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Former sitcom writer and novelist Graham Moore and Norwegian director Morten Tyldum may seem like an unlikely pair to be behind The Imitation Game, a movie about a British mathematician in World War II. They were brought together by an independent producer who snatched up the script after it languished at a studio for a year. Now, their indie about Alan Turing is up for eight Academy Awards, including best picture, best director and best screenplay.

Banner Image: Benedict Cumberbatch and Director Morten Tyldum on set of The Imitation Game; Credit: Jack English courtesy of Black Bear Pictures

Hollywood News Banter 6 MIN, 30 SEC

Kim Masters is joined by Michael Schneider, Executive Editor of TV Guide Magazine to discuss top entertainment news stories of the week.

- Jon Stewart announced his departure from The Daily Show, and he’s leaving Comedy Central with some very big shoes to fill.
- NBC has suspended Brian Williams for six months. A return after that kind of break doesn’t look promising.
- Sony’s Spider-Man will be swinging over to the Marvel universe in a new partnership that’s pushing back the release dates of other superhero movies. Former Sony chairwoman Amy Pascal will be a producer on the new Spider-Man project.
- Fifty Shades of Grey will have a huge opening over Valentine’s Day Weekend. The stars of the film are signed on for two more movies, but it’s unlikely that director Sam Taylor-Johnson will stick around after fighting with author EL James, who was given an unprecedented level of control on set.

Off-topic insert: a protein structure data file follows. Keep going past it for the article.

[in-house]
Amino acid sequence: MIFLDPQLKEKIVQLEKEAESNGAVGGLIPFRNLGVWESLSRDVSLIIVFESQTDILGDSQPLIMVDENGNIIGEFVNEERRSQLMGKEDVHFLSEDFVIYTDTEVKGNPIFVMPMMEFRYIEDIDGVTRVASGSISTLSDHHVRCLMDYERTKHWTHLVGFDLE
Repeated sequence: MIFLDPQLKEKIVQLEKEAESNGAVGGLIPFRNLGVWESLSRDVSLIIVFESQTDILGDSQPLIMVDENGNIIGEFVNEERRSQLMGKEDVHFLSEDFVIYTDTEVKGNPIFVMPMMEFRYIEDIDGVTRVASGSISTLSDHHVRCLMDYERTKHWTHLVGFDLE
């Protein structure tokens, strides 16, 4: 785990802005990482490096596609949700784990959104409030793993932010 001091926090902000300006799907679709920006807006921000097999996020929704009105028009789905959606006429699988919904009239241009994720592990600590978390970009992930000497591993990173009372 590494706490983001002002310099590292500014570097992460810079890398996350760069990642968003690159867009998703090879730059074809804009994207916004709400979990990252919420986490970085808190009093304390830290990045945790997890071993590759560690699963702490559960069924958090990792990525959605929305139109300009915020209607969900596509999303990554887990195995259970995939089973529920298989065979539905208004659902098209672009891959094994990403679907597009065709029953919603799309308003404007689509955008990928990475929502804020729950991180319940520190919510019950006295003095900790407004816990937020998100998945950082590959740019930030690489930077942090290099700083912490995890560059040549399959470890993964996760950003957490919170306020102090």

Michael Schneider, Indiewire / Variety (@Franklinavenue)

‘The Imitation Game’ 21 MIN, 5 SEC

Today, Alan Turing is considered the father of computer science. But the genius who broke Germany's Enigma code during World War II--saving countless lives as a result--was never publicly recognized for his achievements during his lifetime--or for many years after his death at age 41 in 1954. Rather he was persecuted for homosexual acts, which remained illegal under British laws that weren’t wiped from the books until 2003. Turing was granted a posthumous pardon in 2013.

In The Imitation Game, Benedict Cumberbatch plays a very eccentric Turing in a role that earned him an Oscar nomination for best actor. The film garnered eight nominations total, including including best picture, best director and best screenplay.

But for years, it looked doubtful that the film would ever even get made.

Our guests, director Morten Tyldum and writer and producer Graham Moore, may seem like an unlikely matchup on this project. The Imitation Game is Tyldum’s first film in English and former sitcom writer Moore’s first film period.

They tell Kim Masters about the film’s creation story, from how it grew out of a chance run-in at a cocktail party, to a “lost year” at Warner Bros, to a hungover casting conversation held via Skype. Throughout it all, they were determined to stay true to their vision of telling the story of a genius and a hero, a man who was unfairly persecuted, and whose achievements had been kept secret for far too long.

Morten Tyldum, director, 'The Imitation Game' (@mortentyldum)
Graham Moore, writer and producer, 'The Imitation Game' (@MrGrahamMoore)

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